"This old-time favorite is enjoying renewed popularity thanks to the trends in wild and cottage gardens. The long lasting perky fringed flowers in blue, rose, lavender and white borne atop thin wiry stems make wonderful additions to cut flower arrangements. To keep these short-lived charmers blooming start the season with transplants and then sow attritional seeds in the garden every couple of weeks through summer."
Written by Nancy Szerlag in her Annuals For Michigan by Lone Pine Press.
Choices of Bachelor Buttons
Bachelor Button choices recommended by Nancy Szerlag in her Annuals For Michigan by Lone Pine Press.
C. cyanus is an upright annual that grows 12–36" tall and spreads 6–24". The flowers of this plant are most often blue but can be in shades of red, pink, violet or white.
Plants in the ‘Boy’ series grow up to 39" tall and have large, double flowers in many colors.
‘Florence’ is a compact, dwarf cultivar that grows 12–18" tall and has flowers in various colors.
'Polka Dot' bears flowers in shades of blue, purple, red, pink and white on plants that grow about 18" tall.
Caring For Bachelor Buttons
The care information provided in this section represents the kind of practical advice is available for all the plants in this web site if you subscribe to the monthly customized newsletter Yardener’s Advisor.
Growing Cornflower: Cornflower is adaptable to many soils and conditions. It is an annual that grows 1 - 2 feet tall.
|Care for Bachelor Buttons|
|March||Bachelor Buttons are easy to grow from seed, either indoors under lights or outdoors in the garden. If direct seeding is your choice for Bachelor Button, sow indoors about 6 weeks before last frost, or sow seeds directly into the garden bed after all danger of spring frost is past, about the same time as lilac leaves first begin to emerge from the bud scales which enclose them. Soak seeds overnight to get best germination. See Starting Plants From Seed and see Seed Starting Supplies and Equipment.|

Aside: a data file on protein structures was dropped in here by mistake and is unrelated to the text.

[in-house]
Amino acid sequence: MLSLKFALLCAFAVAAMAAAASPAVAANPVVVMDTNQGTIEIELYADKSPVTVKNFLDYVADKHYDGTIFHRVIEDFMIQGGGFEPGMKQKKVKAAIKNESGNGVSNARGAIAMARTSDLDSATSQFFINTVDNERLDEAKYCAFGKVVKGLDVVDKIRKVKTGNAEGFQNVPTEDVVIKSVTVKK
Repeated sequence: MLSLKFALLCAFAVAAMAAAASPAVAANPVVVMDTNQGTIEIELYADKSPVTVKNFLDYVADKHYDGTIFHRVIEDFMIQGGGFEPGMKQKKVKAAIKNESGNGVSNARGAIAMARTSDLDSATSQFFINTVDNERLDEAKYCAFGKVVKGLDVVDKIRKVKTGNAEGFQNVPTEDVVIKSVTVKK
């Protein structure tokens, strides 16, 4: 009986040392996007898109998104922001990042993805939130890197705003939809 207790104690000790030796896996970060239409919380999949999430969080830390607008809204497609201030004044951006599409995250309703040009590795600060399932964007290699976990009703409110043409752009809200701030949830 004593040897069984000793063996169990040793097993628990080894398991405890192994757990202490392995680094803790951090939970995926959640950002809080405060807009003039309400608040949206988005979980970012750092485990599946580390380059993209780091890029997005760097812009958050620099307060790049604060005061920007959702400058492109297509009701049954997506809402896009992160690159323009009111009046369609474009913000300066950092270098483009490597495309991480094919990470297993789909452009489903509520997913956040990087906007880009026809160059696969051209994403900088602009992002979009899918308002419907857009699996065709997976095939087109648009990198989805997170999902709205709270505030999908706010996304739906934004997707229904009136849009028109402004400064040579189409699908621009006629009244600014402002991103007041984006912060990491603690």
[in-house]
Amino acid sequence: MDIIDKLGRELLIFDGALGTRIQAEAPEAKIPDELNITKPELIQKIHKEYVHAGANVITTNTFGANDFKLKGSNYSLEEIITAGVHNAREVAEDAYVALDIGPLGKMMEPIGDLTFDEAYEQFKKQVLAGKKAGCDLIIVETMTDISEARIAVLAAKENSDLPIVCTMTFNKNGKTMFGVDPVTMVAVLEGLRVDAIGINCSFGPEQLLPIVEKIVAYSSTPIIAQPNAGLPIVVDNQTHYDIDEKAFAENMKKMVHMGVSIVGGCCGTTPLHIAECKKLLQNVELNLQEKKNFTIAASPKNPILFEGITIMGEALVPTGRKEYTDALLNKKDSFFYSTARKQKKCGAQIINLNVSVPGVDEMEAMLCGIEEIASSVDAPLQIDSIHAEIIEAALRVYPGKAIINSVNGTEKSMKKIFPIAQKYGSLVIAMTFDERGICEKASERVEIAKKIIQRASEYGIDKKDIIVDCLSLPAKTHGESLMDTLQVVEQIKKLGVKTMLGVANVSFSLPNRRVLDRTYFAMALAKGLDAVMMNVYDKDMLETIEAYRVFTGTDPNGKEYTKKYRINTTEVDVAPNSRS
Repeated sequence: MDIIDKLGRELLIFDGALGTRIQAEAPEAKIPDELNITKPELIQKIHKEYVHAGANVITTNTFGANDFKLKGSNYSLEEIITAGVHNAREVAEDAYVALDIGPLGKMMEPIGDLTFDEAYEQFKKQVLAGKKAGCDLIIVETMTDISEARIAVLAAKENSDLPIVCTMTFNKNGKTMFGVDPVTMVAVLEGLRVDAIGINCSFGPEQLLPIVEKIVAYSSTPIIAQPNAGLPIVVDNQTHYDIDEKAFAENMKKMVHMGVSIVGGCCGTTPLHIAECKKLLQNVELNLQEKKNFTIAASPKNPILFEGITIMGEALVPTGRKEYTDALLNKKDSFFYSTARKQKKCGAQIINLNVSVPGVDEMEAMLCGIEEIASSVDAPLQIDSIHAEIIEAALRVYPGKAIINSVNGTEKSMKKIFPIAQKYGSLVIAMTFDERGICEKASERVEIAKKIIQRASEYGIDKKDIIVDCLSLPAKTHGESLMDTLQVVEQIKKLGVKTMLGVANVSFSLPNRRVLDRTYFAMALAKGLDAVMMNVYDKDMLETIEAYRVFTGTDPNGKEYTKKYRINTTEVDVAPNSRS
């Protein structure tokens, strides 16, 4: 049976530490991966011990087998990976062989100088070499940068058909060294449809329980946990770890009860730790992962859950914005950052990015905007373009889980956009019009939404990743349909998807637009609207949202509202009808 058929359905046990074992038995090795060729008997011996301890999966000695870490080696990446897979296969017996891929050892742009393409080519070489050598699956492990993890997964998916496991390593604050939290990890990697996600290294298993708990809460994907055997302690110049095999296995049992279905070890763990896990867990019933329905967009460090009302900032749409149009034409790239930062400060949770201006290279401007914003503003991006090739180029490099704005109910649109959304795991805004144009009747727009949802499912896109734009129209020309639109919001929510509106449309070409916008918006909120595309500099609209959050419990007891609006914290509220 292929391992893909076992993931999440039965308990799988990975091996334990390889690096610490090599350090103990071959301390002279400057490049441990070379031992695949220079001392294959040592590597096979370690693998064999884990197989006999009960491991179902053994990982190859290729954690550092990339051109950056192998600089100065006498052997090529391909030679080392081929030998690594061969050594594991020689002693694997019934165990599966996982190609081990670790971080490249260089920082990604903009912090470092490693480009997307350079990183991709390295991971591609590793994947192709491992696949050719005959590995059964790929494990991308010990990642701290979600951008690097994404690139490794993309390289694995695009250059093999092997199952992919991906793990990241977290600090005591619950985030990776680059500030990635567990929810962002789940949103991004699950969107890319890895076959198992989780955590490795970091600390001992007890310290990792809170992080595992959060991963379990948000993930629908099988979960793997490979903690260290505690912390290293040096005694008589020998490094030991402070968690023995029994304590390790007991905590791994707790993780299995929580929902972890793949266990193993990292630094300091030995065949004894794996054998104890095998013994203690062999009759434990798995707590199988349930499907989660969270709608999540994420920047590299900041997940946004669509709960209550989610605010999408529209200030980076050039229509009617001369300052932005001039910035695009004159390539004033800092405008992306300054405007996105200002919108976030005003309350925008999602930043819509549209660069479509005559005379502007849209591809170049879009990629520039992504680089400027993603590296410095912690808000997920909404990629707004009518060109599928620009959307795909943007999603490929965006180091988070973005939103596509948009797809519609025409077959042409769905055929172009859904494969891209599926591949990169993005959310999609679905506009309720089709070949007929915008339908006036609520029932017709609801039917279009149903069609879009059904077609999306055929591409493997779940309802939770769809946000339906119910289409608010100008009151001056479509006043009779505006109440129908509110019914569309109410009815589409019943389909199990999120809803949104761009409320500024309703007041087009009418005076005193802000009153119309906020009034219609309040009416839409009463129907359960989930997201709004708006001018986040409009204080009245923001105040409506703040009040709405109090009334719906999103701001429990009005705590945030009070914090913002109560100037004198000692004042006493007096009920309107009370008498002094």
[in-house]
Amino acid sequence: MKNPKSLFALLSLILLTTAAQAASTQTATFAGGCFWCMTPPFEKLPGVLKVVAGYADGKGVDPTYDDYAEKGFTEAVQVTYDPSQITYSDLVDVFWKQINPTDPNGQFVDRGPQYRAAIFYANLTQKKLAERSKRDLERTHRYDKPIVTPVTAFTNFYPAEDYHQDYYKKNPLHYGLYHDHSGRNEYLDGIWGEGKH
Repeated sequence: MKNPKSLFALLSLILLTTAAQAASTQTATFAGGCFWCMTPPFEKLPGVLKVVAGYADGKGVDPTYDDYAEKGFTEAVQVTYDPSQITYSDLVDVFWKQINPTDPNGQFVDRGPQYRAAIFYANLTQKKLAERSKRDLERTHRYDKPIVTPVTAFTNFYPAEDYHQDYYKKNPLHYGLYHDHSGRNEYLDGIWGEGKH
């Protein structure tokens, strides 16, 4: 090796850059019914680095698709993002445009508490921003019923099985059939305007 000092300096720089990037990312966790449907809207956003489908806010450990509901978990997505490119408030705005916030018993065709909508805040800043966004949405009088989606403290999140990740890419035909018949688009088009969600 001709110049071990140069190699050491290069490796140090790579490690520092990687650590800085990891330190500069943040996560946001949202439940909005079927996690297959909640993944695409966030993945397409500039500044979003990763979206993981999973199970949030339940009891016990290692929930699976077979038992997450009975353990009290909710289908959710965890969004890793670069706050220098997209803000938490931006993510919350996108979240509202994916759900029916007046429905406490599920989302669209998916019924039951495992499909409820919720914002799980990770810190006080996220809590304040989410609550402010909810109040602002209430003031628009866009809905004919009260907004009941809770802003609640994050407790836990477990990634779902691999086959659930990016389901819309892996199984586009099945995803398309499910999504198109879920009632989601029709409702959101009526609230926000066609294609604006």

|April||Plant Bachelor Button seedlings purchased at the garden center or nursery, or those you've started indoors, as soon as danger of frost is past and the soil is warm (when night time temperatures stay above 50 degrees). See Yardener’s Helper re: hardening off seedlings before planting outside. Space plants 8 to 12 inches apart depending on expected height of the variety you are planting.|
|May||If Bachelor Buttons are growing in good soil containing lots of organic material, they want only a light feeding in the spring when the seedlings are set out, about a half a tablespoon of slow-release granular fertilizer per plant. In poor soils use a bit more; one tablespoon of slow-release granular fertilizer per plant. That is all you need for the season. See Choosing Fertilizers in Yardener’s Tool Shed.|
|Bachelor Buttons grow best when mulched. As soon as the Bachelor Button seedlings are tall enough, spread a 2 or 3 inch layer of some organic material such as chopped leaves, dried grass or wood chips on the soil around the plants. For more information see the file on Using Mulch|
|June||Optional – Your Bachelor Buttons will appreciate, in preparation for the heat of summer, a light feeding of fertilizer using a liquid fertilizer diluted to half strength according to the label. This can be poured into the soil or sprayed right on to the plant. See Choosing Fertilizers in Yardener’s Tool Shed.|
|September||This plant dries readily to give you color in winter bouquets. You can harvest the entire plant before the first heavy frost. Strip the leaves and hang upside down in a well-ventilated location to dry. See Drying Flowers and Flower Drying Supplies.|
|Otherwise, your plants will die with the first hard frost. Remove them to the compost pile but keep the beds mulched right through the winter, ready for next year’s plants.|